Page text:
How does a mouse click imply study behaviour?

A dramatic shift in learning mode has initiated new research into how students behave while studying online ⎮ 1 min read

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A shift toward online learning has initiated research into how curriculum design developed by higher education institutions might adapt to this trend. A research team led by Mohini Tellakat based at the University of Texas wanted to explore how online students study, in their paper published by the Journal, PLOS One. 

The team analysed the psychology of study behaviour in students, while they interacted with online course content by measuring mouse clicks in the Learning Management System (LMS), for example, videos, chat rooms, quizzes, study material, previous exams and study tips. They wanted to find out whether patterns in “clicking” behaviour reflected the students individual method of learning and academic performance at the end of the semester.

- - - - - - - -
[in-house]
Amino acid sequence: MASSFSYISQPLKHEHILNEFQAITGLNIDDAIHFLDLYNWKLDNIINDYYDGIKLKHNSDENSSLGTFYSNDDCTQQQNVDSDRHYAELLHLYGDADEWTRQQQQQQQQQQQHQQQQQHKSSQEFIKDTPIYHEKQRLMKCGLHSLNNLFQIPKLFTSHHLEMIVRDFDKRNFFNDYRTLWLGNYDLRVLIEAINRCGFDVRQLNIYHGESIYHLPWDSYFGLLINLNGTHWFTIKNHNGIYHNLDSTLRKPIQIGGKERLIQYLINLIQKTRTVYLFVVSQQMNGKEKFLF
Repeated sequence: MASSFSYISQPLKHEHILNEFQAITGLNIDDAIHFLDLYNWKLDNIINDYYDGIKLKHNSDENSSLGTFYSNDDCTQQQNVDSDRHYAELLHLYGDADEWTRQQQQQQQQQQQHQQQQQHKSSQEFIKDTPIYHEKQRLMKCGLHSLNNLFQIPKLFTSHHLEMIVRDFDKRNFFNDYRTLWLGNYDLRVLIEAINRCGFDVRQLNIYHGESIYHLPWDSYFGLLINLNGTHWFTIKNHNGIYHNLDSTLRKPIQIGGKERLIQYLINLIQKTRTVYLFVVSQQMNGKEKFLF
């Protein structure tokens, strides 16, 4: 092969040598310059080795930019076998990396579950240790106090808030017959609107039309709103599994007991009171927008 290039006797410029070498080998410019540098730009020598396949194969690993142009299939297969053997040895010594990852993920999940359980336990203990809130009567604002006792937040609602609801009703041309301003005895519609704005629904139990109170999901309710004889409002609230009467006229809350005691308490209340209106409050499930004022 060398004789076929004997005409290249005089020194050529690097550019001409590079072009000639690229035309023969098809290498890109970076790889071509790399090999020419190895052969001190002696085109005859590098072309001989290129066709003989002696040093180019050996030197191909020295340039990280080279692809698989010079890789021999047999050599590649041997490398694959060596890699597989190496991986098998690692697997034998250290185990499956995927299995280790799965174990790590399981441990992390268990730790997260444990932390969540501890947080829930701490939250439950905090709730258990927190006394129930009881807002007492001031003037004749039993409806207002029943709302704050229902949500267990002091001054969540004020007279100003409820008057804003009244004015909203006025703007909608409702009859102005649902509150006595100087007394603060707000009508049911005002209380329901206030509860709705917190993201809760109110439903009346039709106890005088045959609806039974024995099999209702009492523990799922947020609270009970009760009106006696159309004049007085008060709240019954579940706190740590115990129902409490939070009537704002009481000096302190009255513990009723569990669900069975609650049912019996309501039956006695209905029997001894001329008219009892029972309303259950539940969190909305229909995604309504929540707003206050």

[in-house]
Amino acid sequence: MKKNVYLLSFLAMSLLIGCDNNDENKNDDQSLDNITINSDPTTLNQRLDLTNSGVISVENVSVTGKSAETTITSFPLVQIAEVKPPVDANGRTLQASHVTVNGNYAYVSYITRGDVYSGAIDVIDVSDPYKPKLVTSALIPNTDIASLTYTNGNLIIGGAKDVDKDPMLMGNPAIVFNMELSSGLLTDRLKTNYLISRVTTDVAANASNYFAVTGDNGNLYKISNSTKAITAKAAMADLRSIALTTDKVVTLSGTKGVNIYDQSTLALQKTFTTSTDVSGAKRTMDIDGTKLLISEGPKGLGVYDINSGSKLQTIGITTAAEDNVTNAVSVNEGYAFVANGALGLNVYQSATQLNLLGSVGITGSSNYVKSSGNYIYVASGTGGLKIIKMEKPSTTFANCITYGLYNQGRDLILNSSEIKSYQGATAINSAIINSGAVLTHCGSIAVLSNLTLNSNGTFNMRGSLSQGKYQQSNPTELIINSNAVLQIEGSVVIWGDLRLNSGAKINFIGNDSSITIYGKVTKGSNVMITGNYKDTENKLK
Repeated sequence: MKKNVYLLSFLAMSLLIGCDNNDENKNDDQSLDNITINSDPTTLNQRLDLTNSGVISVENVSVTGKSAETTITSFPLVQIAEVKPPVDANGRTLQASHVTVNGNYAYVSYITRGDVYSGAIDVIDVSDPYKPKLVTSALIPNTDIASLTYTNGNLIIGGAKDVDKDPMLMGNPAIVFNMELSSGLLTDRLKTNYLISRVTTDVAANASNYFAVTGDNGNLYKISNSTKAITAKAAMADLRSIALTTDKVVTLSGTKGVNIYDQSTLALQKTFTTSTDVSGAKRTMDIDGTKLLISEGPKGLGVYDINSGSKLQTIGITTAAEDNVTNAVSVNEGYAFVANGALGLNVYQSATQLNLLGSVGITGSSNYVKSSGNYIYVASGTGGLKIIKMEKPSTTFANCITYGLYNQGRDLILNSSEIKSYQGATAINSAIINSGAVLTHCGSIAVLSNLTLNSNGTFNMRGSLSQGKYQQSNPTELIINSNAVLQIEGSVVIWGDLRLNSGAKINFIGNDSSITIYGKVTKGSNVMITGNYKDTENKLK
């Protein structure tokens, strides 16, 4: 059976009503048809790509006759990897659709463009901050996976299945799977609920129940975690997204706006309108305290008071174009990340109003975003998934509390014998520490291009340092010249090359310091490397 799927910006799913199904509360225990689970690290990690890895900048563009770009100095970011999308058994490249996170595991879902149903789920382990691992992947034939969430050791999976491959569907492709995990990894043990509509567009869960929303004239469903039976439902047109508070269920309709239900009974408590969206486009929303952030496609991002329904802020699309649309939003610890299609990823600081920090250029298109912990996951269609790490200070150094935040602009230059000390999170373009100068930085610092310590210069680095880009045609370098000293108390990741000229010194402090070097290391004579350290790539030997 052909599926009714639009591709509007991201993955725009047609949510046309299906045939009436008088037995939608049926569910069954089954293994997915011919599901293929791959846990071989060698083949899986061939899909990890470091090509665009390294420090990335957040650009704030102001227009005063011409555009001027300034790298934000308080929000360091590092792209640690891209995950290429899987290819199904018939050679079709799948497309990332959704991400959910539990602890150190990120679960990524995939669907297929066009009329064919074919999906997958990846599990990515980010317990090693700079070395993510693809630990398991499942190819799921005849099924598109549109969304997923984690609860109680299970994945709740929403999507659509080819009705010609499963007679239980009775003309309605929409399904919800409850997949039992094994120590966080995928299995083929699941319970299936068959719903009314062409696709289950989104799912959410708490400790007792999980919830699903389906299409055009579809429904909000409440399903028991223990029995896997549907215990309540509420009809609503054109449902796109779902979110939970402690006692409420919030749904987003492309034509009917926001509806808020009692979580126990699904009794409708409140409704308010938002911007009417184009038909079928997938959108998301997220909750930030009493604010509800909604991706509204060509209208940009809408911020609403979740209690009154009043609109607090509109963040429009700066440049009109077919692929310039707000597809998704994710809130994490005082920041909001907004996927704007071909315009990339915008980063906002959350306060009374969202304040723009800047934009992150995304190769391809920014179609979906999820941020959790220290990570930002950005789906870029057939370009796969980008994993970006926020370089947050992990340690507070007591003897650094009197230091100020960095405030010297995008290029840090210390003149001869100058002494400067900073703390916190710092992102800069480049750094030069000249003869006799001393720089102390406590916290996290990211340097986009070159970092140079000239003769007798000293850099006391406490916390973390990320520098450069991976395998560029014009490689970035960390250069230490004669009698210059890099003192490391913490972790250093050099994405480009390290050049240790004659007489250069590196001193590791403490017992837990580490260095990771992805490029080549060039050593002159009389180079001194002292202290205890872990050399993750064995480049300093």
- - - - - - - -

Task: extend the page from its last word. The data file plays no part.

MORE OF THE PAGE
Of note, students "clicking" behaviour in the morning, afternoon and evening, combined with where students were clicking on screen in the LMS at those times of activity, correlated positively with student results. The researchers reported the behaviour of students studying online could be used to improve the learning design of online courses. But for an in depth discussion about the methods and results of the study, please follow the link to the paper How do online learners study? The psychometrics of students’ clicking patterns in online courses.

Gabrielle Ahern

Managing Community Editor, npj Science of Learning Community

I have developed an interesting portfolio of skills and experience in science communication and content creation. My qualifications include a BA (GU), BMarSt.Hon (UQ), CertIV in TESOL (ACC), GCertTertTLP (UOW) and a GCertJ (UQ). You're welcome to contact me, if you would like to join the Community and contribute a blog about the mind, brain or education space.